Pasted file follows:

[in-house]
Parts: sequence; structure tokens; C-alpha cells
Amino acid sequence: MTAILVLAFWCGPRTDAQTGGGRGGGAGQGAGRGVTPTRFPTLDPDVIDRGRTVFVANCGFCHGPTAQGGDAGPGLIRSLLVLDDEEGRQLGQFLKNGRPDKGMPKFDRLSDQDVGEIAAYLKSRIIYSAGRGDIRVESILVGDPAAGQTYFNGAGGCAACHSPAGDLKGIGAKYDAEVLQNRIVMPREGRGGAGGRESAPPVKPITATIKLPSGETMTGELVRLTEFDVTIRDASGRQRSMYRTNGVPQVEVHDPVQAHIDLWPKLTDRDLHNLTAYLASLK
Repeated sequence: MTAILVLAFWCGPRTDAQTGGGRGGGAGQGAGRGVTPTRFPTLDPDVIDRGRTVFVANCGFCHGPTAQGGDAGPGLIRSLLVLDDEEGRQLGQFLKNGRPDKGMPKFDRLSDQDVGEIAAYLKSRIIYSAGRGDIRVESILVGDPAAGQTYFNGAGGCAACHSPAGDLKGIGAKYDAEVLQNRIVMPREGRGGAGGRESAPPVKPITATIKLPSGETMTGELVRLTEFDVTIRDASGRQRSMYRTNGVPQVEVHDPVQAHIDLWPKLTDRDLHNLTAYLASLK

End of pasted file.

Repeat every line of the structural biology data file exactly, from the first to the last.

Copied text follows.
[in-house]
Parts: sequence; structure tokens; C-alpha cells
Amino acid sequence: MTAILVLAFWCGPRTDAQTGGGRGGGAGQGAGRGVTPTRFPTLDPDVIDRGRTVFVANCGFCHGPTAQGGDAGPGLIRSLLVLDDEEGRQLGQFLKNGRPDKGMPKFDRLSDQDVGEIAAYLKSRIIYSAGRGDIRVESILVGDPAAGQTYFNGAGGCAACHSPAGDLKGIGAKYDAEVLQNRIVMPREGRGGAGGRESAPPVKPITATIKLPSGETMTGELVRLTEFDVTIRDASGRQRSMYRTNGVPQVEVHDPVQAHIDLWPKLTDRDLHNLTAYLASLK
Repeated sequence: MTAILVLAFWCGPRTDAQTGGGRGGGAGQGAGRGVTPTRFPTLDPDVIDRGRTVFVANCGFCHGPTAQGGDAGPGLIRSLLVLDDEEGRQLGQFLKNGRPDKGMPKFDRLSDQDVGEIAAYLKSRIIYSAGRGDIRVESILVGDPAAGQTYFNGAGGCAACHSPAGDLKGIGAKYDAEVLQNRIVMPREGRGGAGGRESAPPVKPITATIKLPSGETMTGELVRLTEFDVTIRDASGRQRSMYRTNGVPQVEVHDPVQAHIDLWPKLTDRDLHNLTAYLASLK